Under the proposed legislation any company that meets the rules and regulations in one region would automatically have the right to provide goods and services to any other region.
"The law, which aims to guarantee the free circulation of goods and services throughout national territory, is inspired by the principle of a single licence which already exists in the internal European market," the economy ministry said in a statement.
Spain adopted a decentralised system of government after it returned to democracy following the death of dictator Francisco Franco in 1975.
Each autonomous region has its own parliament and they have imposed different regulations on businesses, making it difficult for companies to expand outside of their home market.
Trucking companies, for example, must adapt to different rules on transport safety.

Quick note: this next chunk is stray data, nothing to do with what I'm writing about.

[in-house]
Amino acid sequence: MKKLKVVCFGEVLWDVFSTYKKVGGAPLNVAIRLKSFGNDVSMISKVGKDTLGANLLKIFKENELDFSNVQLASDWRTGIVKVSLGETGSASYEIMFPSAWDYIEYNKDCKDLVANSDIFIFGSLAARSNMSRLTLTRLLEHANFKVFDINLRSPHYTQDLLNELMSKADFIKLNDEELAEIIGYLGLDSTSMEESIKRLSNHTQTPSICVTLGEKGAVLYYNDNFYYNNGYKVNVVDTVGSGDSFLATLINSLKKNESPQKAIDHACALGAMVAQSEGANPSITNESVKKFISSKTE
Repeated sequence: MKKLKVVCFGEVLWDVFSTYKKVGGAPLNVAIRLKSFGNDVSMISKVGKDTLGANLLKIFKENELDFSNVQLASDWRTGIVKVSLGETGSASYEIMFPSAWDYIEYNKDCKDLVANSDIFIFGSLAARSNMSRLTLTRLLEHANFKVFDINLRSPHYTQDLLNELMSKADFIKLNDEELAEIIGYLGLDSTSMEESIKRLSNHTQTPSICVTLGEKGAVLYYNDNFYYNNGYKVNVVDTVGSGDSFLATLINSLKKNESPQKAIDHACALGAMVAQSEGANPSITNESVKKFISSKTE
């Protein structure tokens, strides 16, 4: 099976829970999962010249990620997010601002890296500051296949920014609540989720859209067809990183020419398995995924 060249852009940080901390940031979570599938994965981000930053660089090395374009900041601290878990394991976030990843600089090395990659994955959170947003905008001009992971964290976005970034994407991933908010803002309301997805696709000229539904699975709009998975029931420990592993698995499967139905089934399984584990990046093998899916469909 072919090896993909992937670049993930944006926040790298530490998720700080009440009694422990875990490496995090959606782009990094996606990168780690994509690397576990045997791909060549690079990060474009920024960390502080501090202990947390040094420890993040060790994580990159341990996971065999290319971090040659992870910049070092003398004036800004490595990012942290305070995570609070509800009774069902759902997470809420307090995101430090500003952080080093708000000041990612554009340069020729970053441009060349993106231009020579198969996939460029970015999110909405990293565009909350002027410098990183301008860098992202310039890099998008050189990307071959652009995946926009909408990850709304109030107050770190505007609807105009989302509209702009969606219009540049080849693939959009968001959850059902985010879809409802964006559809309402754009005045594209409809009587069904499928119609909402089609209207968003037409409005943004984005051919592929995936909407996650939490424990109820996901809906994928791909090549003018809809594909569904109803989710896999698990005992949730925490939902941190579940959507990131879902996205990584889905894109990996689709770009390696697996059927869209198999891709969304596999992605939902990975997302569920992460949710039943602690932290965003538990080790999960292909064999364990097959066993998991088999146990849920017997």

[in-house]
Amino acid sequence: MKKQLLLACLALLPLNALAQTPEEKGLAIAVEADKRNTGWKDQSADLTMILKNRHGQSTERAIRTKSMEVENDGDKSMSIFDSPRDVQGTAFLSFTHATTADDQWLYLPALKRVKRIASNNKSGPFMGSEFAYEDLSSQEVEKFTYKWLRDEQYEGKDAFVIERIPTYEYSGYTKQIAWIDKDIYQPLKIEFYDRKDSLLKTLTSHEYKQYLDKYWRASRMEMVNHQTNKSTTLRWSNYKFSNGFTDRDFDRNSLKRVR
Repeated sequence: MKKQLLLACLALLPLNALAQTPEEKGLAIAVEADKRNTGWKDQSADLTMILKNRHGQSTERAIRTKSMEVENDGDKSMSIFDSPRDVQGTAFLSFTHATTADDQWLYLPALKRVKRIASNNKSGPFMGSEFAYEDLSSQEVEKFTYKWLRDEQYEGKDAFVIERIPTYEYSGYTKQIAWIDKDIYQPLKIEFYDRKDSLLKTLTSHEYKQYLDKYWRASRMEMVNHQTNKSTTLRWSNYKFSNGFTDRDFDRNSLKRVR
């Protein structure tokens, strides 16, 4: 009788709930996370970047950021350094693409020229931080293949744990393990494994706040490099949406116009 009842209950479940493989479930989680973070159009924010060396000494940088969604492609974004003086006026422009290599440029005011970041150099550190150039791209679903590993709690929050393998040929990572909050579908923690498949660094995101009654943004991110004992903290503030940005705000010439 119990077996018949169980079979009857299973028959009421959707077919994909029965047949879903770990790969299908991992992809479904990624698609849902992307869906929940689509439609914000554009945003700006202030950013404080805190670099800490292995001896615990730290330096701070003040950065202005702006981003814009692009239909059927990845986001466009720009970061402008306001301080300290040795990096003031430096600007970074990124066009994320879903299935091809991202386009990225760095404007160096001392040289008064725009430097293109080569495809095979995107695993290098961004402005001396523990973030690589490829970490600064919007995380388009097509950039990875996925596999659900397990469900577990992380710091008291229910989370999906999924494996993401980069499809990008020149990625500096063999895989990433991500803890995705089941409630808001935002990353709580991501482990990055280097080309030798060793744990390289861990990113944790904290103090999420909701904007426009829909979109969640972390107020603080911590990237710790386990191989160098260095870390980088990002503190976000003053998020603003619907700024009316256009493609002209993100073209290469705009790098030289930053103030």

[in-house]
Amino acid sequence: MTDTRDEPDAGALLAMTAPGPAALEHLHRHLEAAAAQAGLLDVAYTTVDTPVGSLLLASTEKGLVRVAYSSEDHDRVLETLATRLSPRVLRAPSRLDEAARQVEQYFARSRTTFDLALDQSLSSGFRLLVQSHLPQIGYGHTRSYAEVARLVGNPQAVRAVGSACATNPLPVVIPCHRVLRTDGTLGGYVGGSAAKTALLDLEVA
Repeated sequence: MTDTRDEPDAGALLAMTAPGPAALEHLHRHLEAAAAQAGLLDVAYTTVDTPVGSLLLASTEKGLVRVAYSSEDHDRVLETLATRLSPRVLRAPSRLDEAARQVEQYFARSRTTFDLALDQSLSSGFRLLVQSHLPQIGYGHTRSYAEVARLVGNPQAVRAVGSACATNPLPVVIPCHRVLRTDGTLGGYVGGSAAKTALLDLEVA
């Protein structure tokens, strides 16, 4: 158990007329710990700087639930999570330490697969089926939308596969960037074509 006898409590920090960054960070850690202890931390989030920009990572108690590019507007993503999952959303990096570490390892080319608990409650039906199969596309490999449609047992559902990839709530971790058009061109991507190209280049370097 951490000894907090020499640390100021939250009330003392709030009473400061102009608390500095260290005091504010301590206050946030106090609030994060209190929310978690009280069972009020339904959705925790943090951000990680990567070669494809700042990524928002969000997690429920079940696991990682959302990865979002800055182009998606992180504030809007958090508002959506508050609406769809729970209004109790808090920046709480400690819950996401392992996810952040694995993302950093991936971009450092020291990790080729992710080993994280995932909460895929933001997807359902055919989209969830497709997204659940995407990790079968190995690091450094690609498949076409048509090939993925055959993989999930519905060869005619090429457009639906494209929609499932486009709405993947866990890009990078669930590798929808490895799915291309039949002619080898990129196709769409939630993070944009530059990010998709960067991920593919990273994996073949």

Deputy Prime Minister Soraya Saenz de Santamaria said the draft law "was demanded by all national and foreign companies" and it will make it "much easier" to operate in Spain.
The draft law is part of a series of reforms by Spain's conservative government to liberalise the economy, boost growth and create jobs.
Spain, the eurozone's fourth-largest economy, is fighting to overcome the aftermath of a decade-long property bubble that imploded in 2008, pushing the jobless rate up to a record 27 percent.
The government is predicting a 1.3-percent economic decline this year and a slow recovery in 2014.